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Bone mineral density in children with moderate to severe atopic dermatitis.
J Am Acad Dermatol. 2010 Nov; 63(5):824-31.JA

Abstract

BACKGROUND

Low bone mineral density (BMD) has been reported in 30.4% of adult patients with atopic dermatitis (AD).

OBJECTIVE

The aim of this study was to determine the prevalence of low BMD in children with moderate to severe AD and to investigate the relation between BMD and corticosteroid and cyclosporine therapy.

METHODS

Lumbar spine BMD was measured by dual-energy X-ray absorptiometry in 60 children (age 5-16 years) with moderate to severe AD. BMD (in g/cm(2)) was expressed in Z-scores, the number of SD above or below the mean value of an age- and sex-matched reference population. In children, low BMD was defined as a Z-score less than -2. Information on lifestyle parameters and bone fractures were collected by use of a standardized questionnaire. The cumulative dose of corticosteroids and cyclosporine therapy was calculated for the previous 5-year period.

RESULTS

Three patients (5%) had low BMD; one patient (1.7%) had osteoporosis. The observed prevalence of low BMD in this study (6.7%; 95% confidence interval 1.8%-16.2%) does not differ from the expected prevalence of low BMD in the general population (P = .06). Overall, use of topical corticosteroids in the previous 5 years was not associated with a decrease in BMD (Z-score). When children received additional systemic treatment (oral corticosteroids and/or cyclosporine) in the previous 5 years, BMD decreased, although the decrease was not statistically significant. Correction for lifestyle parameters did not change these associations.

LIMITATIONS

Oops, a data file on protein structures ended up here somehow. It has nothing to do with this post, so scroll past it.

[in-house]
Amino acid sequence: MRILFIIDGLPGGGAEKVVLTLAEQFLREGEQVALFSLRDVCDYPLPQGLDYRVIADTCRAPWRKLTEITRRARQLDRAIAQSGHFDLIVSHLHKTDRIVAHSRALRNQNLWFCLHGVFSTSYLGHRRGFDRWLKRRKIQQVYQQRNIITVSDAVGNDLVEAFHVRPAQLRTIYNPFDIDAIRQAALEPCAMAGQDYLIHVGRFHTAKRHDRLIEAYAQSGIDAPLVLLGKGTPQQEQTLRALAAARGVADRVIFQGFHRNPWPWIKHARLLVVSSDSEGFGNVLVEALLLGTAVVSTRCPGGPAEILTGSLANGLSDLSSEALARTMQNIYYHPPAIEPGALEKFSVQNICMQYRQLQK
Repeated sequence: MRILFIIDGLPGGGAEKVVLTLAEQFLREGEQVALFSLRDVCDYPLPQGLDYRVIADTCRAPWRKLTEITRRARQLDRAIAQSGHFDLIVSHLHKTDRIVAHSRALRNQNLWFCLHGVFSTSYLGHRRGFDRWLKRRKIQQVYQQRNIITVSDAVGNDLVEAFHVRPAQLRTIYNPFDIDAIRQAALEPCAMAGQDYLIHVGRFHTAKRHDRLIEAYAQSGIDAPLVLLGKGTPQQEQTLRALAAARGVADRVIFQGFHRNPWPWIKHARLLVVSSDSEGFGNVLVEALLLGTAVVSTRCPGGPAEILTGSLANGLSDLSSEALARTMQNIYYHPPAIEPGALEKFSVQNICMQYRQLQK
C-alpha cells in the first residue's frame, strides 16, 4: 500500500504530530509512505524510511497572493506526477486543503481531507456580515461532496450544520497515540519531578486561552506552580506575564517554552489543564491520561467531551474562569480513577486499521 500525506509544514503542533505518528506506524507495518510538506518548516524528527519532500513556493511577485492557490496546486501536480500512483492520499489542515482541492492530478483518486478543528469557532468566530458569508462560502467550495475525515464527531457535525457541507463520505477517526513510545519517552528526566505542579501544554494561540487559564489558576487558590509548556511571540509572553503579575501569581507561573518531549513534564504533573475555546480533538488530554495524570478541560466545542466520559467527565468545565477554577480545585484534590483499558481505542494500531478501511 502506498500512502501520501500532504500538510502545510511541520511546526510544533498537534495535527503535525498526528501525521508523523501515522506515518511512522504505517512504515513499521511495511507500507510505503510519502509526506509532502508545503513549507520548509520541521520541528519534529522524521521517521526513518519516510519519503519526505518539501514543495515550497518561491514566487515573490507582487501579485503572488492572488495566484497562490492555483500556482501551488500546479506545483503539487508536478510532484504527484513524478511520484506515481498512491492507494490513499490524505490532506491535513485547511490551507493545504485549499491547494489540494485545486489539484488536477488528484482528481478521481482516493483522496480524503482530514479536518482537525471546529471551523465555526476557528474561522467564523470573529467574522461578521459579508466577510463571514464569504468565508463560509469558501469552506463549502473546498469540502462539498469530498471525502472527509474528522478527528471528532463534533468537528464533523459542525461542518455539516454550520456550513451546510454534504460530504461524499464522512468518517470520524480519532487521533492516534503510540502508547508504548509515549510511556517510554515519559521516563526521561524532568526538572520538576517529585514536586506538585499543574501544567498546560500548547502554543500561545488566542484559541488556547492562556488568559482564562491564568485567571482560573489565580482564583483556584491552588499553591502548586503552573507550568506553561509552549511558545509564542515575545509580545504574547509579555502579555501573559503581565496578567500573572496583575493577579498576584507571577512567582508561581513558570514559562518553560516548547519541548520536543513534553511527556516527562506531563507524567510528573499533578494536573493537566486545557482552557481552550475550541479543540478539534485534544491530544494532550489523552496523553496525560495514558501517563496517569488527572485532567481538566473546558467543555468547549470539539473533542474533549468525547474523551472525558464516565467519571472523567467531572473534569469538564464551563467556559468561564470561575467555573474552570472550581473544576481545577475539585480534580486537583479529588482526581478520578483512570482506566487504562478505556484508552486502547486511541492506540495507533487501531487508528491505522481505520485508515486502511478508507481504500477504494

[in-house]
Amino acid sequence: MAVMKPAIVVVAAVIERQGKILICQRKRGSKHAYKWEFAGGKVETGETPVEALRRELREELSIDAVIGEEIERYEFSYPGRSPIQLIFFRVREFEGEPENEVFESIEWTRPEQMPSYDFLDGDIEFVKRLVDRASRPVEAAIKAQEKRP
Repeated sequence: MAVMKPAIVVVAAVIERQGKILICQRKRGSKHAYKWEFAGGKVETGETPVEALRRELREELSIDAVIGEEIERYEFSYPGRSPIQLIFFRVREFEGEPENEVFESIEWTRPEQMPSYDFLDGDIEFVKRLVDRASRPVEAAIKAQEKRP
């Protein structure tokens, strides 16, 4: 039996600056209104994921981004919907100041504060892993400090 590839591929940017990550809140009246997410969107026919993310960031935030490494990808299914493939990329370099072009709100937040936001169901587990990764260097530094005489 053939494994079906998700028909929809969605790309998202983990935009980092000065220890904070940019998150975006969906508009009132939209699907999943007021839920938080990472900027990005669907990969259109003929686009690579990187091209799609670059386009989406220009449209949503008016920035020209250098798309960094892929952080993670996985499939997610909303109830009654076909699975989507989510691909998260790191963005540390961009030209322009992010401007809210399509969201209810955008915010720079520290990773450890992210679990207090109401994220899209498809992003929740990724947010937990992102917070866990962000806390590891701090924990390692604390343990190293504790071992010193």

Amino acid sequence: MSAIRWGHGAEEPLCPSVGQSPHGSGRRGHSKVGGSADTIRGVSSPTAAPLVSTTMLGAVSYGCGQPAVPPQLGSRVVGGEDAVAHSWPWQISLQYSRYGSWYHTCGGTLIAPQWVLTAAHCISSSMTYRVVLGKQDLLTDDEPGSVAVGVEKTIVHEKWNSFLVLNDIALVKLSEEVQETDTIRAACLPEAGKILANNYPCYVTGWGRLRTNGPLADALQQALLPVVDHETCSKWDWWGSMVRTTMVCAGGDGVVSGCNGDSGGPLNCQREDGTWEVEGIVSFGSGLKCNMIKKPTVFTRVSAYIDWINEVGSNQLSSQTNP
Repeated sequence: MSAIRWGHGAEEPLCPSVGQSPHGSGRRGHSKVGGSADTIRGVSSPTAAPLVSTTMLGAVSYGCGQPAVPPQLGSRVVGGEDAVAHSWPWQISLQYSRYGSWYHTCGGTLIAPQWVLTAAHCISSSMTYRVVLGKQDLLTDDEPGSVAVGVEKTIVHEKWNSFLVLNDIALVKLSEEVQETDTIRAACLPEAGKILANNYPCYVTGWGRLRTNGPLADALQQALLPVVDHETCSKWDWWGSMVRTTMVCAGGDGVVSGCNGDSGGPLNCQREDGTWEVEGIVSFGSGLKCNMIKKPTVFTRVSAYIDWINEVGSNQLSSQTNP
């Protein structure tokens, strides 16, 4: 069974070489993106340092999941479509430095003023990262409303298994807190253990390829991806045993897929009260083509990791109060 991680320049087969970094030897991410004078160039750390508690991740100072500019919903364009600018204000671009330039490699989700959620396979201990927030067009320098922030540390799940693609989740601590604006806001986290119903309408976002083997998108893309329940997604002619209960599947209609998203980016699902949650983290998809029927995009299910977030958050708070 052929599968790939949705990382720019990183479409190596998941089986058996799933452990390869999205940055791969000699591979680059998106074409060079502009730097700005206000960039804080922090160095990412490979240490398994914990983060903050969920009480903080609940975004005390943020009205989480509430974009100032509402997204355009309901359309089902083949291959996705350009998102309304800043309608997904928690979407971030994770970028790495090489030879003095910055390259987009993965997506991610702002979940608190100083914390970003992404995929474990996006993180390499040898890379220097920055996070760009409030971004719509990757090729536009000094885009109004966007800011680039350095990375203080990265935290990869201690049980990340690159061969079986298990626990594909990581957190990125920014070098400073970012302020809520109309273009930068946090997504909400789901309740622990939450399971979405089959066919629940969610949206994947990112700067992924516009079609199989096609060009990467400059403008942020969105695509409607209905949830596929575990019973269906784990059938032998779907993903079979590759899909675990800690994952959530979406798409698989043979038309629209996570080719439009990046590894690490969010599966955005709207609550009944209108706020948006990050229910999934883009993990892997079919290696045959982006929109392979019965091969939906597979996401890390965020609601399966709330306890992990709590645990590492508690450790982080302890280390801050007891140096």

The number of patients studied was limited. The cumulative dose of corticosteroids and cyclosporine therapy was only registered for the previous 5 years, and relatively low amounts of topical corticosteroids were used. The definition of low BMD differs between adults (Z-score < -1) and children (Z-score < -2). Because there is no Dutch BMD reference population for children, normative BMD references were obtained from a different population (US children).

CONCLUSIONS

Low BMD did not occur more frequently in this population of children with moderate to severe AD compared with the general population. Use of topical corticosteroids in the previous 5 years was not associated with a decrease in BMD.

Authors+Show Affiliations

Department of Dermatology and Allergology, Wilhelmina's Children's Hospital, University Medical Center Utrecht, The Netherlands. s.g.a.vanvelsen@umcutrecht.nlNo affiliation info availableNo affiliation info availableNo affiliation info availableNo affiliation info availableNo affiliation info availableNo affiliation info availableNo affiliation info availableNo affiliation info availableNo affiliation info available

Pub Type(s)

Journal Article

Language

eng

PubMed ID

20850893

Citation

van Velsen, Sara Gertrudes Anna, et al. "Bone Mineral Density in Children With Moderate to Severe Atopic Dermatitis." Journal of the American Academy of Dermatology, vol. 63, no. 5, 2010, pp. 824-31.
van Velsen SG, Knol MJ, van Eijk RL, et al. Bone mineral density in children with moderate to severe atopic dermatitis. J Am Acad Dermatol. 2010;63(5):824-31.
van Velsen, S. G., Knol, M. J., van Eijk, R. L., de Vroede, M. A., de Wit, T. C., Lam, M. G., Haeck, I. M., de Bruin-Weller, M. S., Bruijnzeel-Koomen, C. A., & Pasmans, S. G. (2010). Bone mineral density in children with moderate to severe atopic dermatitis. Journal of the American Academy of Dermatology, 63(5), 824-31. https://doi.org/10.1016/j.jaad.2009.12.015